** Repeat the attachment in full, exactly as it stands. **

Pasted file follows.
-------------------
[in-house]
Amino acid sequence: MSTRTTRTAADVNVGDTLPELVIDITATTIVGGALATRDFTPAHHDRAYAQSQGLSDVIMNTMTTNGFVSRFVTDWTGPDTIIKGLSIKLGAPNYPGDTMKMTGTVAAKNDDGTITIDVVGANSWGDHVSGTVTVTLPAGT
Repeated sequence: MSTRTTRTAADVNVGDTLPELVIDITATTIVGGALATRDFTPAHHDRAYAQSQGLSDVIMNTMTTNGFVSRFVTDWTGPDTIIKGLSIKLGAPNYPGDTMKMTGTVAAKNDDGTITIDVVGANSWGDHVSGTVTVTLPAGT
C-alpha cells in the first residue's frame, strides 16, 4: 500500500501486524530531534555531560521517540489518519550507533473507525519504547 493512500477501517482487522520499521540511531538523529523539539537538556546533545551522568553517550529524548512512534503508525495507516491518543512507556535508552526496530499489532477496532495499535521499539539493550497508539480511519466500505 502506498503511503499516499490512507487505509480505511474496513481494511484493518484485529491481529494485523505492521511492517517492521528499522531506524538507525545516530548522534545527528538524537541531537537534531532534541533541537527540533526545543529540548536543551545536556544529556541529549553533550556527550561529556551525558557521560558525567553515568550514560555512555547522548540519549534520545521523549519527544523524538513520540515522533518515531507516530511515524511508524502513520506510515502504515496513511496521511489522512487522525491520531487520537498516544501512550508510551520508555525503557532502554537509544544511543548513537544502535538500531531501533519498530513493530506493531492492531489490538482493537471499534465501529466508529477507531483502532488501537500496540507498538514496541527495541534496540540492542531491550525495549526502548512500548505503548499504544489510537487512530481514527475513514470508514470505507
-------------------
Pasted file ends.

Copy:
[in-house]
Amino acid sequence: MSTRTTRTAADVNVGDTLPELVIDITATTIVGGALATRDFTPAHHDRAYAQSQGLSDVIMNTMTTNGFVSRFVTDWTGPDTIIKGLSIKLGAPNYPGDTMKMTGTVAAKNDDGTITIDVVGANSWGDHVSGTVTVTLPAGT
Repeated sequence: MSTRTTRTAADVNVGDTLPELVIDITATTIVGGALATRDFTPAHHDRAYAQSQGLSDVIMNTMTTNGFVSRFVTDWTGPDTIIKGLSIKLGAPNYPGDTMKMTGTVAAKNDDGTITIDVVGANSWGDHVSGTVTVTLPAGT
C-alpha cells in the first residue's frame, strides 16, 4: 500500500501486524530531534555531560521517540489518519550507533473507525519504547 493512500477501517482487522520499521540511531538523529523539539537538556546533545551522568553517550529524548512512534503508525495507516491518543512507556535508552526496530499489532477496532495499535521499539539493550497508539480511519466500505 502506498503511503499516499490512507487505509480505511474496513481494511484493518484485529491481529494485523505492521511492517517492521528499522531506524538507525545516530548522534545527528538524537541531537537534531532534541533541537527540533526545543529540548536543551545536556544529556541529549553533550556527550561529556551525558557521560558525567553515568550514560555512555547522548540519549534520545521523549519527544523524538513520540515522533518515531507516530511515524511508524502513520506510515502504515496513511496521511489522512487522525491520531487520537498516544501512550508510551520508555525503557532502554537509544544511543548513537544502535538500531531501533519498530513493530506493531492492531489490538482493537471499534465501529466508529477507531483502532488501537500496540507498538514496541527495541534496540540492542531491550525495549526502548512500548505503548499504544489510537487512530481514527475513514470508514470505507